The global landscape is dotted with border crossings that can be particularly perilous for displaced women with children in tow. These mothers are often described by their various legal statuses like refugee, migrant, immigrant, forced, or voluntary, but their lived experiences are more complex than a single label. Reclaiming Migrant Motherhood looks at literature, film, and original ethnographic research about the lived experiences of displaced mothers. This volume considers the context of the global refugee crisis, forced migration, and resettlement as backdrops for the representations and identity development of displaced women who mother.
Situated within motherhood studies, this book is at the interdisciplinary intersection of literature, life writing, gender, (im)migration, refugee, and cultural studies. Contributors examine literary fiction, memoirs, and children’s literature by Ocean Vuong, Nadifa Mohamed, Laila Halaby, Susan Muaddi Darraj, Terry Farish, Thannha Lai, Bich Minh Nguyen, Julie Otsuka, V. V. Ganeshananthan, Shankari Chandran, and Mary Anne Mohanraj. The book also explores ethnographic research, creative writing, and film related to refugee studies. The border-crossings discussed in the volume are often physical, with stories from Afghanistan, Syria, Vietnam, Japan, Iraq, Canada, Greece, Somalia, Palestine, Sri Lanka, and America. The borders that displaced mothers face are examined through frameworks of postcolonialism, nationalism, feminism, and diaspora studies.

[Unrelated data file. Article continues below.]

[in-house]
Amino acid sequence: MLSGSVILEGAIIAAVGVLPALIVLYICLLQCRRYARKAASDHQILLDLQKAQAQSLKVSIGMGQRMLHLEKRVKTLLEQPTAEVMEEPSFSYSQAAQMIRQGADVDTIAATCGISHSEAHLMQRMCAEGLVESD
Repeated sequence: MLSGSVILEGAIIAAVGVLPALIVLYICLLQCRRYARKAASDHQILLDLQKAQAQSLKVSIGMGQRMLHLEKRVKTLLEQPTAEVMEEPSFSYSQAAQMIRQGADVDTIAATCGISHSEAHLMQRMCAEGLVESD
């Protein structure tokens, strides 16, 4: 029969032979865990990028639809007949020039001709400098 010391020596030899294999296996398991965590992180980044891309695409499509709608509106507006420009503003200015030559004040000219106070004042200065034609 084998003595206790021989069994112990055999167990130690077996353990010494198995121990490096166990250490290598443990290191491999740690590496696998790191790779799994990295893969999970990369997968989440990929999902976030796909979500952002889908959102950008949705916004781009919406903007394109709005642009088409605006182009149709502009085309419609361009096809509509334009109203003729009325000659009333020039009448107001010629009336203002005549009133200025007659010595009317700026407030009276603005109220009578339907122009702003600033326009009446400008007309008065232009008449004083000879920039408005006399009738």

Maria D. Lombard is assistant professor in residence at Northwestern University in Qatar.
Introduction: Displaced Mothers and the Borders They Must Cross, Maria D. Lombard
Part One: Representations of Displacement
Chapter One: “We were born from beauty”: Motherly Aesthetics and Poetics of Displacement in Ocean Vuong’s On Earth We’re Briefly Gorgeous, Quynh H. Vo
Chapter Two: Domesticating Displacement, Encounters with Refugee Mothers, Adrianne Kalfopoulou
Chapter Three: Tracing the Impacts of War in Nadifa Mohamed’s The Orchard of Lost Souls, Alison Graham Bertolini
Chapter Four: Writing about My Mother: Representations of Alliances between Mothers and Daughters in Young Adult (YA) Refugee Literature, Stella Mililli
Chapter Five: The Ghost Mother in Two Vietnamese American Refugee Novels: A Critical Refugee Analysis, Janet J. Graham
Part Two: Constructions of Identity and Belonging
Chapter Six: Embroidering Intergenerational Threads of a Roza: Stitching Together Women’s Stories and Solidarity in the Fabric of Diasporic Arab American Fiction, Leila Moayeri Pazargadi
Chapter Seven: Mothering on Enemy Land: An Analysis of Japanese Picture Brides’ Motherhood in Julie Otsuka’s The Buddha in the Attic, Kaori Mori Want
Chapter Eight: Guiding, Shaping and Resisting: Refugee Mothers’ Educational Strategies as They Navigate ‘Unsettlement’, Lucy Hunt
Chapter Nine: Iraqi Mothers, Diasporic Sons: Narrative Patterns of Identity and Belonging in Baghdad Twist, Lamees Al Ethari
Chapter Ten: (Un)Inhabitable ‘Homes’ for Mothers and Daughters: The Transmission of Memories of ‘Home’ in Sri Lankan Tamil Diasporic Women’s Writing, Sabreena Niles
This interdisciplinary collection offers timely insight into migrant mothers’ community practices, identity construction, and savvy intergenerational care work. Its ethnographic, narrative, and critical approaches reframe migrant mothers’ decisions as agentive processes that are as complex as they are a pleasure to read.